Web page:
I have got a confession to make: I HATE city break guides.
Yes, I know. I can hear your thoughts from here – why in the name of God are you writing one then, huh?
Well, the point is I hate the kind of 48 hours city guides crammed with tourist traps and famous over-priced restaurants that feel more like a check-list marathon than a holiday. You know what I am speaking about, right? I mean the type you could easily think is a Lonely Planet appendix, and whose writer has rarely spent more than the aforementioned 48 hours in the given city, which makes the content… well… mostly superficial, to be honest.
Now, I am not suggesting you should be a total native to write a city guide at all, but I do believe visiting at least a bunch of times can provide you with a bit more of perspective when you are trying to provide assistance to others. As a blogs reader myself, it is not unusual for me to spend a few hours looking for content on the cities I am visiting before a weekend abroad. However, more frequently than not I only get disappointed by the tips I find.
Last month, I was searching for some cool recommendations for Madrid, a city I have visited quite a lot already but which I was expecting to wander around like a native for a change. All I could find nevertheless was classic basic advice like: visit El Prado, the city center street food markets and Gran Vía… No offense intended, but I think most writers could do better with a bit of will AND research.
So after visiting Madrid myself (and quite a bunch of times, as mentioned before) I thought I could share some favourites of mine: not the sort of tips you would get from most guides, but more like a personal approach on what to do if you wish to avoid the check-list marathon style and simply enjoy a couple of days living like a local. So if you are here looking for basics about what to see in Madrid, maybe you should keep looking, sorry. Instead, these are my favourite tips to enjoy the charming vintage vibes Madrid can offer.
My favourite places to eat in Madrid
I do not consider myself a foodie, but I do like my food. So obviously, this is one of the top targets on my priority list when travelling. People will tell you Spanish food is wonderful (and in all honesty, it is) but you do not need to spend a small fortune on a five forks Michelin Guide restaurant to enjoy. So where do I enjoy my meals when in Madrid?
Tea time – Being a teatime and general snacks lover, it is not rare for me to try different tea rooms when visiting a new city. My favourite place in Madrid used to be The Ritz, but this year it is closed due to renovation works. In exchange, I recently discovered Le salon des Fleurs, a little tea room and flowers shop which offers the most tempting cake you can wish for. In my last trip, I tasted their homemade buttercream violets sponge cake and I can tell you it was delicious. Also, their shop is absolutely gorgeous, and a very grammable place if you ask me. If you have a craving for churros, please visit Maestro Churrero, you will want to come back.
International couisine restaurants – Many people are only interested to try the national couisine when travelling, and it is very understandable. However, I believe if the food is good, there is no reason to choose.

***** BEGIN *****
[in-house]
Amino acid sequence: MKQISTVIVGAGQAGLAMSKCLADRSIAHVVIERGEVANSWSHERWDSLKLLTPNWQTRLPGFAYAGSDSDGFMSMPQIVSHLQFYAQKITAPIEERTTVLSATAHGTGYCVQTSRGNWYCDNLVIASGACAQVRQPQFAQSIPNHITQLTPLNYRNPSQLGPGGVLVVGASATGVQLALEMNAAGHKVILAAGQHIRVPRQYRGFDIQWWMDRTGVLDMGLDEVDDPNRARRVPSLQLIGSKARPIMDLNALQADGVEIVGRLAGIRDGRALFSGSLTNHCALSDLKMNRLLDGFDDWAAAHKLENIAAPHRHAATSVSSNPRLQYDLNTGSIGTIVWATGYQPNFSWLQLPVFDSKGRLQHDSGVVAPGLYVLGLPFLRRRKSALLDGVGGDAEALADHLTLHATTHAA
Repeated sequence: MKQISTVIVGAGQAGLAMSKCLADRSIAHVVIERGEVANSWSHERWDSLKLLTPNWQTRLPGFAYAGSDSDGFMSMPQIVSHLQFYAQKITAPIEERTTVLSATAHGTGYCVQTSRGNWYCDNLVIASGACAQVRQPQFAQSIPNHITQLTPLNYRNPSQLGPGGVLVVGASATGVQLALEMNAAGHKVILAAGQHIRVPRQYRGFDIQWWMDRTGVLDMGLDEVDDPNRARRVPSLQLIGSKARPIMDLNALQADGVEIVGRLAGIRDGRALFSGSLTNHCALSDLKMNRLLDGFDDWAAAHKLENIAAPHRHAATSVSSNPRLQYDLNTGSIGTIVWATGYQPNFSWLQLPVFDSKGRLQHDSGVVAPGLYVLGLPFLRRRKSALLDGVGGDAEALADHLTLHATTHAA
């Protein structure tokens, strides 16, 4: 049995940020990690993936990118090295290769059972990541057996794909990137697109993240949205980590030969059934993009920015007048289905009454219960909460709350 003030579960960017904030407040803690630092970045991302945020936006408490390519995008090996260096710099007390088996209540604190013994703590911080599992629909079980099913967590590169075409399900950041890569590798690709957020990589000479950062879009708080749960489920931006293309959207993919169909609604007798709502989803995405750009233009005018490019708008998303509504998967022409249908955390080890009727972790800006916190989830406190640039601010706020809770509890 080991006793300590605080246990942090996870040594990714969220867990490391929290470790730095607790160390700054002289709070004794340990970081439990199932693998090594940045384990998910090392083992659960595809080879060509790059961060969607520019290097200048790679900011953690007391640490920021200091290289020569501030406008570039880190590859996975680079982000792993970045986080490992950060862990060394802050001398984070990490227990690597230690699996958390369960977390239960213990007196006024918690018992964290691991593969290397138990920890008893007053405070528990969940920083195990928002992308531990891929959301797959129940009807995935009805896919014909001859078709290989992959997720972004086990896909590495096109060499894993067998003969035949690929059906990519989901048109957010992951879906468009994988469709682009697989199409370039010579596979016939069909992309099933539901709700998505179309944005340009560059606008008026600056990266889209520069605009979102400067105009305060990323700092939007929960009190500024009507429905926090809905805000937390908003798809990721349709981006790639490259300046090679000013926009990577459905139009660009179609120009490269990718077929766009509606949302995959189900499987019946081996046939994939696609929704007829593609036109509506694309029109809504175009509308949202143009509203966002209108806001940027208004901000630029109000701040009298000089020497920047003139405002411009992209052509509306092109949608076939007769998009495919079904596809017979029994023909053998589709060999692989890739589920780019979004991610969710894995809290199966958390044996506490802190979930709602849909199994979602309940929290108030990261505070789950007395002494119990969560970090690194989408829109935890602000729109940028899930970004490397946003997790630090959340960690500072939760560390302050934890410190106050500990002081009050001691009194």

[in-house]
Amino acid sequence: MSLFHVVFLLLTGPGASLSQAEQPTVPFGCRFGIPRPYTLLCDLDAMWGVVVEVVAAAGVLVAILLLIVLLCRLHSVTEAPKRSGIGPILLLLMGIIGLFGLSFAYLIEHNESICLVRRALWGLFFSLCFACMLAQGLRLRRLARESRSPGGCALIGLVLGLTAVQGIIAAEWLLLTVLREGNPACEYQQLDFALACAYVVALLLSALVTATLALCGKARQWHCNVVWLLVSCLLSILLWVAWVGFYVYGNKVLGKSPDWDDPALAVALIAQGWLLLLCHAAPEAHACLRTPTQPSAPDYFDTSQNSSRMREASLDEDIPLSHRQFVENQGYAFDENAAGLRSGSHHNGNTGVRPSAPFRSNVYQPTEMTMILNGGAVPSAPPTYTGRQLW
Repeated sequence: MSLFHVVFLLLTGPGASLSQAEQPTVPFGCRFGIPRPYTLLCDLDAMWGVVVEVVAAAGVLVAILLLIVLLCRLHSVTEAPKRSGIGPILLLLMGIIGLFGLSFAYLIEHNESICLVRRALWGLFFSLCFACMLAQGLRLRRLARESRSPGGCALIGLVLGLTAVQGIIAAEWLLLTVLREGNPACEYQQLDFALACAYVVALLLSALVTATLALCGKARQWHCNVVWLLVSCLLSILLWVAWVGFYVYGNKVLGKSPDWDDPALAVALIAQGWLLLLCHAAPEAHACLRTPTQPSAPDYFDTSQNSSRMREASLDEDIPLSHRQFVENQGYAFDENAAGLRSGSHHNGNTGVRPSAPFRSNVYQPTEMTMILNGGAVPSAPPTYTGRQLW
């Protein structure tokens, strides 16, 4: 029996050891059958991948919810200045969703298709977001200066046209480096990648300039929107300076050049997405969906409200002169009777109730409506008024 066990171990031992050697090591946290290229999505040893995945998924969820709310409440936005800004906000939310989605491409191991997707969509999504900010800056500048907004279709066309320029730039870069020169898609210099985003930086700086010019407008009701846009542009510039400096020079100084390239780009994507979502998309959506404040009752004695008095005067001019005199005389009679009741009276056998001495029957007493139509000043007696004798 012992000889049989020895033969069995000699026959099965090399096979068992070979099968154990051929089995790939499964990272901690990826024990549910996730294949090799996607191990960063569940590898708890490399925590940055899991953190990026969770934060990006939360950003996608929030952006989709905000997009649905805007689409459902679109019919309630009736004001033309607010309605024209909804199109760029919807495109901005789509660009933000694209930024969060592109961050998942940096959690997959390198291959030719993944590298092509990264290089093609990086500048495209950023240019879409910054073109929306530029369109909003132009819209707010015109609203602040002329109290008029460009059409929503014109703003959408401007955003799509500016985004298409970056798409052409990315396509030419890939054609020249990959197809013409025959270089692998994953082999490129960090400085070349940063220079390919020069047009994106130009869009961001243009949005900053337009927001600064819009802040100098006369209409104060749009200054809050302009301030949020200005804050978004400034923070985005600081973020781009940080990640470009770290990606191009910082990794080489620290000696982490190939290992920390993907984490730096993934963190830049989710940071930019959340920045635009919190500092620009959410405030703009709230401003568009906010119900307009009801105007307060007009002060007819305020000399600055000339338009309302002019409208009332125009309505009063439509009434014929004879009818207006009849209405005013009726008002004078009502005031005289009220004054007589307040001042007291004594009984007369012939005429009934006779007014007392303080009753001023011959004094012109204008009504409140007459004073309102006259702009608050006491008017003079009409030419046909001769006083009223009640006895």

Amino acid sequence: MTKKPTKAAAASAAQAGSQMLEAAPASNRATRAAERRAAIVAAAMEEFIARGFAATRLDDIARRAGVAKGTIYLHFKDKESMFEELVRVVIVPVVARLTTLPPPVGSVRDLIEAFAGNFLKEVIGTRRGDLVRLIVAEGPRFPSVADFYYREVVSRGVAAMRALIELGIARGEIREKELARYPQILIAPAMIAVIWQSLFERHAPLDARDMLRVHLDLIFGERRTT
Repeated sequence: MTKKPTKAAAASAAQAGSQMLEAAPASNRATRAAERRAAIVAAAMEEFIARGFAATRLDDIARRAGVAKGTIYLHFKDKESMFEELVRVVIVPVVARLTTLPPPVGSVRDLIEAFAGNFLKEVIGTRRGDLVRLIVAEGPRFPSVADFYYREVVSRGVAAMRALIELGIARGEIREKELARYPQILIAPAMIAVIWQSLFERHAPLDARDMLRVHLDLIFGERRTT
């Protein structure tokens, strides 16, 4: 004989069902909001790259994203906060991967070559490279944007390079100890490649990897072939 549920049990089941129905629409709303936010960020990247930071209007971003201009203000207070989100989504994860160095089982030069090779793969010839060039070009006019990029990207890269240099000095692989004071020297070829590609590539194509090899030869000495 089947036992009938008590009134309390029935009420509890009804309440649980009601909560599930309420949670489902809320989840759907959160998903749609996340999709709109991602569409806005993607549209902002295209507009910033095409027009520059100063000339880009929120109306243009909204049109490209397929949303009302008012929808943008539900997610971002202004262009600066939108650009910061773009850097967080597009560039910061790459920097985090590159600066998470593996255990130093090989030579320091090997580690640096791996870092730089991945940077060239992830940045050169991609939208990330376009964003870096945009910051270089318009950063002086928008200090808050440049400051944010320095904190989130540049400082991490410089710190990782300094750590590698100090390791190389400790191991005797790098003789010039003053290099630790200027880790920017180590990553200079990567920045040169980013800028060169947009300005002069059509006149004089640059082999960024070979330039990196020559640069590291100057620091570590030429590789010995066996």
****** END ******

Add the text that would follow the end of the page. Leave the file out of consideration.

Being a Spaniard myself, I rarely take the chance to eat Spanish food when visiting Madrid, but I prefer to take advantage of the high-quality international offer. In my last trip, I discovered a couple of new fantastic places. Ginza is an authentic Japanese restaurant at the national congress neighborhood whose sushi Bentos are to die for and whose prices are truly reasonable. Greek and Shop has got both a wonderful Greek shop and restaurant in their little place at Malasaña neighborhood, all the food is homemade and they offer a delicious daily fixed menu for about 8 euros. If you are all about Brazilian food, you can visit Tapioca Chill in La Latina (do yourself a favor and order some coxinhas as a starter!) Do you fancy some Mexican? The tacos at Slow Mex are to die for!
My favourites places to shop in Madrid
If you are into fashion, Madrid has got a lot to offer. My personal favourites are vintage shops, but they are not the only ones. When having a walk at the golden mile in Serrano, I always make a stop at Guantes Varadé: a wonderful artisan shop based on gloves manufacture – you only understand what “to fit like a glove” really means when you try one of their pairs (no pun intended). Of course, I always take the chance to have a look at some of my Haute Couture places, including Miu Miu, Chanel, and Dolce and Gabbana, but they need no introduction, do they?
My favourite places to visit in Madrid
If you are around Serrano, as I previously said, there is a lot to see: block some time for window shopping and also to see the little Belle Epoque merry-go-round in the closest corner to Gucci shop.
If you have got a soft spot for art and history but you have already visited the biggest galleries, I can recommend a little and not that well-known museum: Museo Cerralbo was the official residence of the Marquise of Cerralbo (1845-1922) and keeps an exhaustive record of his private art collection. Also, the amazingly well-preserved nineteenth-century manor house deserves some credit by itself.
I would also definitely suggest to have a look to the Botanical Gardens (they are breathtaking during Autumn) and wander around El Paseo del Prado.
I promise you will not regret it.
Madrid is a city with a lot to offer not only to the ocassional visitor, but also to its locals. If you are spending some time there, please take the chance to wind down and enjoy its charms.
And have a very happy city break in Madrid!